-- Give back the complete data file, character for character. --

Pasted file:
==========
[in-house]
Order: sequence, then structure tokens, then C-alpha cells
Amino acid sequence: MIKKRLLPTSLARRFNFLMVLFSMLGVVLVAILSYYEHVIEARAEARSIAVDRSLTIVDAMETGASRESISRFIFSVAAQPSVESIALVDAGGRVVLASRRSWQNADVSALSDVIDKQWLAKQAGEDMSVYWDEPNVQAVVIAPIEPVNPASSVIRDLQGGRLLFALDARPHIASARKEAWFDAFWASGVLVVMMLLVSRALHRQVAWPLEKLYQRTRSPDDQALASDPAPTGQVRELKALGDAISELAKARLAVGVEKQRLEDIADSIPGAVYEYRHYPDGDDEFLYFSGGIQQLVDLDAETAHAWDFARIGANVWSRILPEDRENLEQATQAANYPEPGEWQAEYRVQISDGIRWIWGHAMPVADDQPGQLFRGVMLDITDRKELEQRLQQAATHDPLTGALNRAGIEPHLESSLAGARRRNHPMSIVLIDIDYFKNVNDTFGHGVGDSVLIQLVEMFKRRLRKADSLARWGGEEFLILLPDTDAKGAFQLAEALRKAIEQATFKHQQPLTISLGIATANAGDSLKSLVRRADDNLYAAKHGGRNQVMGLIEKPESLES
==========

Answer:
[in-house]
Order: sequence, then structure tokens, then C-alpha cells
Amino acid sequence: MIKKRLLPTSLARRFNFLMVLFSMLGVVLVAILSYYEHVIEARAEARSIAVDRSLTIVDAMETGASRESISRFIFSVAAQPSVESIALVDAGGRVVLASRRSWQNADVSALSDVIDKQWLAKQAGEDMSVYWDEPNVQAVVIAPIEPVNPASSVIRDLQGGRLLFALDARPHIASARKEAWFDAFWASGVLVVMMLLVSRALHRQVAWPLEKLYQRTRSPDDQALASDPAPTGQVRELKALGDAISELAKARLAVGVEKQRLEDIADSIPGAVYEYRHYPDGDDEFLYFSGGIQQLVDLDAETAHAWDFARIGANVWSRILPEDRENLEQATQAANYPEPGEWQAEYRVQISDGIRWIWGHAMPVADDQPGQLFRGVMLDITDRKELEQRLQQAATHDPLTGALNRAGIEPHLESSLAGARRRNHPMSIVLIDIDYFKNVNDTFGHGVGDSVLIQLVEMFKRRLRKADSLARWGGEEFLILLPDTDAKGAFQLAEALRKAIEQATFKHQQPLTISLGIATANAGDSLKSLVRRADDNLYAAKHGGRNQVMGLIEKPESLES